I am very fortunate in that I will be teaching an undergraduate-level
class on computer security this fall. This is a class for computer
science students with a technical interest, and not so much a business

When I was a student in college, I avoided many classes because of a
number of reasons. Some of them were simply way too early (what student
can pay attention at 7.45am?!), and others were on topics that I did
not find all that interesting. However, the biggest turn-off was when a
teacher opened the first class of the semester with a statement similar
to "There is nothing I am going to tell you in the lectures that is not
also in your books". Great. Why am I sitting through hours of boring
agony when all that material is also in a book that I can study when it
suits me best? More often than not, questions that might arise during
lectures of this type are not answered sufficiently anyway. In my
opinion, a lecture that merely summarizes a book's content, without
adding insights to it or without enriching the "learning experience"
should be made illegal.

Now that I have the chance to design a class and teach a whole semester myself, I am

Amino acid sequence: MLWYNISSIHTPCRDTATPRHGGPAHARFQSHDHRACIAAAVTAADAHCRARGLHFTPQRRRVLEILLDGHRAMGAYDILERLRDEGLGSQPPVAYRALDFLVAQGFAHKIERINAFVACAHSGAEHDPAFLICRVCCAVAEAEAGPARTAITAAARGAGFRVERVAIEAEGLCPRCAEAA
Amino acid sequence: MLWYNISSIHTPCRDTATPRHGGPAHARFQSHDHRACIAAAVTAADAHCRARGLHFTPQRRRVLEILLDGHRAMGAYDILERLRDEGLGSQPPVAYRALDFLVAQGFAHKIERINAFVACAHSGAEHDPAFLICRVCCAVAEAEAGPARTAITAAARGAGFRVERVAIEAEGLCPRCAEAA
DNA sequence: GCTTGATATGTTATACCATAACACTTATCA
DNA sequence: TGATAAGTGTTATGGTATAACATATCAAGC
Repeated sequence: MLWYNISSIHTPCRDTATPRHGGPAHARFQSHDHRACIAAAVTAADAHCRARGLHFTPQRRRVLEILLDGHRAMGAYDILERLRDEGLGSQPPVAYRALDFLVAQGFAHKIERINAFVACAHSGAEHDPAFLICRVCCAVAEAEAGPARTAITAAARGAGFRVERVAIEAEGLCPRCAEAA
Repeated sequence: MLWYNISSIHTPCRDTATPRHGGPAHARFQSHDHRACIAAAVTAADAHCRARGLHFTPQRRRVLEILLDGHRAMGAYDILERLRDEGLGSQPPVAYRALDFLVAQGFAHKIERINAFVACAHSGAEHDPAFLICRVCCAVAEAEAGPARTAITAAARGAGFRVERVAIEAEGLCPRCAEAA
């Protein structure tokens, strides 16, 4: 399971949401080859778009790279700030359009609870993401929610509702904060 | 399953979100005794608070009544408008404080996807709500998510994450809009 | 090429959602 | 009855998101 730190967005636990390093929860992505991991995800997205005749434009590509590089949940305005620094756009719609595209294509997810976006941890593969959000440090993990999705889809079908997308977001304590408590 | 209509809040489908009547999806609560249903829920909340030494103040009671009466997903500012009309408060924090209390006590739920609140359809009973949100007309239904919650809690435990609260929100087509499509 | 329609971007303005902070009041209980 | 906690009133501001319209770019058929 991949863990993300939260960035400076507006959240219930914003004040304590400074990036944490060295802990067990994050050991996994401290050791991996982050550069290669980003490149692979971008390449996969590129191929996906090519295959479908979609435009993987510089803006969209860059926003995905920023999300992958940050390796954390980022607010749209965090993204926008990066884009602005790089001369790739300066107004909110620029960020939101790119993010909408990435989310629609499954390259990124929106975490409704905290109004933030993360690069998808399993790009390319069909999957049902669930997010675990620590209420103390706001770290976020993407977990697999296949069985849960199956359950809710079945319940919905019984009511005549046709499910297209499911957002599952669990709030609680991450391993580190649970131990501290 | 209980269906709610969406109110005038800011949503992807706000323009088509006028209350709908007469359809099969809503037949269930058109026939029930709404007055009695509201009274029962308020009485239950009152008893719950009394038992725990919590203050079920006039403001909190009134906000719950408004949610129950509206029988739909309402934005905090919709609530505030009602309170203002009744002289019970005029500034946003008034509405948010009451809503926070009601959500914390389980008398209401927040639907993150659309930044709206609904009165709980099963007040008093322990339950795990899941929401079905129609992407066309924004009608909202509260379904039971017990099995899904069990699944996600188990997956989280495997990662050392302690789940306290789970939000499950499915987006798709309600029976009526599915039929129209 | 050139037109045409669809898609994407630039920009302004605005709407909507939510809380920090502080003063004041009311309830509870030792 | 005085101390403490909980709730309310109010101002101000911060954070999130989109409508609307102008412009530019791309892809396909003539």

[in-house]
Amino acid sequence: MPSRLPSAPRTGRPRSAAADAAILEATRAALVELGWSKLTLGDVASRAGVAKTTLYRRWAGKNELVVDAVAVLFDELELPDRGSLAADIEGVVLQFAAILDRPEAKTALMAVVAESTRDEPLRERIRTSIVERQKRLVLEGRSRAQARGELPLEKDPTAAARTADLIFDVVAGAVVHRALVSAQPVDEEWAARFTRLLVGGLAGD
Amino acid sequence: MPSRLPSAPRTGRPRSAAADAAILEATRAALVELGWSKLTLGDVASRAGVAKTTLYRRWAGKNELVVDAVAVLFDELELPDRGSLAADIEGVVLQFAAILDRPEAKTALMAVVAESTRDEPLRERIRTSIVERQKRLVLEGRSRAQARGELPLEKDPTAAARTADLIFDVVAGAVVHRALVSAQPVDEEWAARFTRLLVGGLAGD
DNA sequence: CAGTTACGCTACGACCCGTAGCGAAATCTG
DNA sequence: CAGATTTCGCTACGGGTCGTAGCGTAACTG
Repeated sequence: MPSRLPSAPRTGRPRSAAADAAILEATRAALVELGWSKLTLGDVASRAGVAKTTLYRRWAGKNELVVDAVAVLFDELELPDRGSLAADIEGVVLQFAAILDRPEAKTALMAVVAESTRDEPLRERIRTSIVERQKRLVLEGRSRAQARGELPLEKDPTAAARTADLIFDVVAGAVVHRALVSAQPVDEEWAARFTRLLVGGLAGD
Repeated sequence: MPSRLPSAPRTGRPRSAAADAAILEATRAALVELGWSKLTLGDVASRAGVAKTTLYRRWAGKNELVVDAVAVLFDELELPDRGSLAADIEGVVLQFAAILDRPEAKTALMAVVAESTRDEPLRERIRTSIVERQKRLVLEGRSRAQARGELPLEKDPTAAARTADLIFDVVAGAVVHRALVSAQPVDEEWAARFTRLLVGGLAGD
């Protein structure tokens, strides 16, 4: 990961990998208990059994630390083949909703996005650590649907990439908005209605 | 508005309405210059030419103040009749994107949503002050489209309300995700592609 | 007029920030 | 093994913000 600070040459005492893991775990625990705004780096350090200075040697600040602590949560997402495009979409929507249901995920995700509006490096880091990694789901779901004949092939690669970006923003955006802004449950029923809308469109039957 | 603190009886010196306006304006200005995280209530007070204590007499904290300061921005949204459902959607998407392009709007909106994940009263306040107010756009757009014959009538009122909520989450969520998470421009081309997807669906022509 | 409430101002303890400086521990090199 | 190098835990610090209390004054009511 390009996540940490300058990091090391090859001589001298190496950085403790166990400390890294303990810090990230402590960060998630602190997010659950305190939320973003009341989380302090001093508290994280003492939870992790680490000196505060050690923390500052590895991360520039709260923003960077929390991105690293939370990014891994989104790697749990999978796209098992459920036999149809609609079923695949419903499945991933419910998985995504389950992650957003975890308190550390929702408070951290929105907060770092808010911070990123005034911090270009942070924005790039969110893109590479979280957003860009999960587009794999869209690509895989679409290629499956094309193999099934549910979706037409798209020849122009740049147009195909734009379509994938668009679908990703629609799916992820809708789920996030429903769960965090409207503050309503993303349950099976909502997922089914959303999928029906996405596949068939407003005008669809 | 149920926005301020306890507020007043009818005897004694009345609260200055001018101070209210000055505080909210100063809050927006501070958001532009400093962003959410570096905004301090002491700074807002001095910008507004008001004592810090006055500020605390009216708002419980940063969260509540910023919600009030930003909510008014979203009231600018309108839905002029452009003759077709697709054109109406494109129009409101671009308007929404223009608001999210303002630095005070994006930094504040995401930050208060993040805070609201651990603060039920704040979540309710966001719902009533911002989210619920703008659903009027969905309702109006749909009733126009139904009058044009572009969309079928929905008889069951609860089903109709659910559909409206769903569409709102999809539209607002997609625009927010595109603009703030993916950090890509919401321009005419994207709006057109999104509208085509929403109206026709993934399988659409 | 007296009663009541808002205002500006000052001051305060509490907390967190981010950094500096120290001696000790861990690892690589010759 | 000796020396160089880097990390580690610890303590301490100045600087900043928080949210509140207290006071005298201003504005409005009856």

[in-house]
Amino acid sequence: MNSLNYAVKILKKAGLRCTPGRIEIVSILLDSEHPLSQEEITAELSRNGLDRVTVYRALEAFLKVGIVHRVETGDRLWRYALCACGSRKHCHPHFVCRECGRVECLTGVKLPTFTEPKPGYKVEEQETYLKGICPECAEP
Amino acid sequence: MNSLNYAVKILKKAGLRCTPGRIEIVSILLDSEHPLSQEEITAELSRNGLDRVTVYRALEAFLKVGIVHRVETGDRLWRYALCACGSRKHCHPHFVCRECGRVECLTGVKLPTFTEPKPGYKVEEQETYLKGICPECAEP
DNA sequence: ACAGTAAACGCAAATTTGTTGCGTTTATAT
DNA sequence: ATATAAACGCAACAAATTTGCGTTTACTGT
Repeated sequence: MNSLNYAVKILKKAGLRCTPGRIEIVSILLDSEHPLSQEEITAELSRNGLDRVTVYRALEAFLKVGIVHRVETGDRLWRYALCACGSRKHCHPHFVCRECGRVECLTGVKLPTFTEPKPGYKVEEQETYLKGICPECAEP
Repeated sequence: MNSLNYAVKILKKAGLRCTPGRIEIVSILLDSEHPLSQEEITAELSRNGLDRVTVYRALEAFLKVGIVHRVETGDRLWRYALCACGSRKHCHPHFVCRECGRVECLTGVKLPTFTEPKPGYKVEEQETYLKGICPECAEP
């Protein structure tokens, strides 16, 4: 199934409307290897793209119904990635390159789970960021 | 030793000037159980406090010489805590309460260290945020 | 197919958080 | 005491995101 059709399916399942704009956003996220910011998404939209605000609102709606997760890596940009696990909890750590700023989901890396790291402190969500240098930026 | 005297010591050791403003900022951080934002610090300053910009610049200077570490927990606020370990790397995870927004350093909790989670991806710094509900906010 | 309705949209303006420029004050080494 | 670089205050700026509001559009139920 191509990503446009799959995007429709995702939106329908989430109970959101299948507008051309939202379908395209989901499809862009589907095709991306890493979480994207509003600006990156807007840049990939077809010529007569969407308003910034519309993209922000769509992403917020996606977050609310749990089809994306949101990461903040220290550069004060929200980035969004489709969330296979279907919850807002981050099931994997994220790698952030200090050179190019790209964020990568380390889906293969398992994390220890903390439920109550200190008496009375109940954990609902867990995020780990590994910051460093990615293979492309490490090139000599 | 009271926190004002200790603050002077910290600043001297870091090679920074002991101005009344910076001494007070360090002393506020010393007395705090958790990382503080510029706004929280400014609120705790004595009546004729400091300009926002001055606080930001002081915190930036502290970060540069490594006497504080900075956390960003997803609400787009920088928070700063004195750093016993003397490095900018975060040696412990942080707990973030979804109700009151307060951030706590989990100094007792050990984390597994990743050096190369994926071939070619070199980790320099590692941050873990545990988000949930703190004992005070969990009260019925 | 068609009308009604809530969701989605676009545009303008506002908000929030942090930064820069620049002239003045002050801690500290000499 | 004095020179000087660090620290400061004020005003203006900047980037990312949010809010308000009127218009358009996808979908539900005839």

really excited. I want to offer material that is interesting and
relevant to students, in a way that captures their attention and
challenges their intellectual capabilities. That does not mean that
I'll be giving them an easy ride. People who have taken classes from me
(or from my former group) know that we are not easily pleased and
require a high quality of work. Yet, when the work is (mostly)
interesting, I hope that the students will respond appropriately.

My constraints are simple: I have fifteen weeks and two 75-minute
classes per week to teach the students about what computer/network
security is about, why we do it, and what common themes are. Assuming
that the students are undergraduate computer science students with with
a basic understanding of networking, programming, and databases, what
should I teach them? I have some ideas about a course layout, which I
will be sharing here when they take on some more substance. Until then,
I'm looking forward to any ideas that you might have. Please send me
email at kees@leune.org, or post
comments here if you want to share your thoughts.